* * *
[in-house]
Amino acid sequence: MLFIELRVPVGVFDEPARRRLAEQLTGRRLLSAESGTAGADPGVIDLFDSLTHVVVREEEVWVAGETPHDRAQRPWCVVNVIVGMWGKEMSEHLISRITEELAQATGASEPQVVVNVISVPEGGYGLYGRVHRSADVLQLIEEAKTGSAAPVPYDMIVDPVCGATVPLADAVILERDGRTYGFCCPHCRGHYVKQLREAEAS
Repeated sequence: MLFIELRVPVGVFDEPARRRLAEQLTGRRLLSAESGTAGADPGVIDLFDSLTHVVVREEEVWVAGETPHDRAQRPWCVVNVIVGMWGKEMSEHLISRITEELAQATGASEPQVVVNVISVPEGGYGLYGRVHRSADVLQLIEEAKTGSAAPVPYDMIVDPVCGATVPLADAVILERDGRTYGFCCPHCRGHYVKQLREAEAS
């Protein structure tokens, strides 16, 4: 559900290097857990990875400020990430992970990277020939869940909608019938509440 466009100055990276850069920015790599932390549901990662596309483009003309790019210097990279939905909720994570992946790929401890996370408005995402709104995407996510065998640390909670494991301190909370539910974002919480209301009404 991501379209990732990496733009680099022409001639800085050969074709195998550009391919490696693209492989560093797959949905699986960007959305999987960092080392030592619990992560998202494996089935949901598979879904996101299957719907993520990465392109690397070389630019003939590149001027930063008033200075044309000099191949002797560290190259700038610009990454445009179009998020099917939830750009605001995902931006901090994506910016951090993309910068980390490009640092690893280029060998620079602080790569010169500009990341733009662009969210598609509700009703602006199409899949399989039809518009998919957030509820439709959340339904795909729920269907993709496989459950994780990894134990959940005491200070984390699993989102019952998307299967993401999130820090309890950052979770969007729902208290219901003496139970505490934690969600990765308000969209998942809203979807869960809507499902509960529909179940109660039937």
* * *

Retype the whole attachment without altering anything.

[in-house]
Amino acid sequence: MLFIELRVPVGVFDEPARRRLAEQLTGRRLLSAESGTAGADPGVIDLFDSLTHVVVREEEVWVAGETPHDRAQRPWCVVNVIVGMWGKEMSEHLISRITEELAQATGASEPQVVVNVISVPEGGYGLYGRVHRSADVLQLIEEAKTGSAAPVPYDMIVDPVCGATVPLADAVILERDGRTYGFCCPHCRGHYVKQLREAEAS
Repeated sequence: MLFIELRVPVGVFDEPARRRLAEQLTGRRLLSAESGTAGADPGVIDLFDSLTHVVVREEEVWVAGETPHDRAQRPWCVVNVIVGMWGKEMSEHLISRITEELAQATGASEPQVVVNVISVPEGGYGLYGRVHRSADVLQLIEEAKTGSAAPVPYDMIVDPVCGATVPLADAVILERDGRTYGFCCPHCRGHYVKQLREAEAS
């Protein structure tokens, strides 16, 4: 559900290097857990990875400020990430992970990277020939869940909608019938509440 466009100055990276850069920015790599932390549901990662596309483009003309790019210097990279939905909720994570992946790929401890996370408005995402709104995407996510065998640390909670494991301190909370539910974002919480209301009404 991501379209990732990496733009680099022409001639800085050969074709195998550009391919490696693209492989560093797959949905699986960007959305999987960092080392030592619990992560998202494996089935949901598979879904996101299957719907993520990465392109690397070389630019003939590149001027930063008033200075044309000099191949002797560290190259700038610009990454445009179009998020099917939830750009605001995902931006901090994506910016951090993309910068980390490009640092690893280029060998620079602080790569010169500009990341733009662009969210598609509700009703602006199409899949399989039809518009998919957030509820439709959340339904795909729920269907993709496989459950994780990894134990959940005491200070984390699993989102019952998307299967993401999130820090309890950052979770969007729902208290219901003496139970505490934690969600990765308000969209998942809203979807869960809507499902509960529909179940109660039937």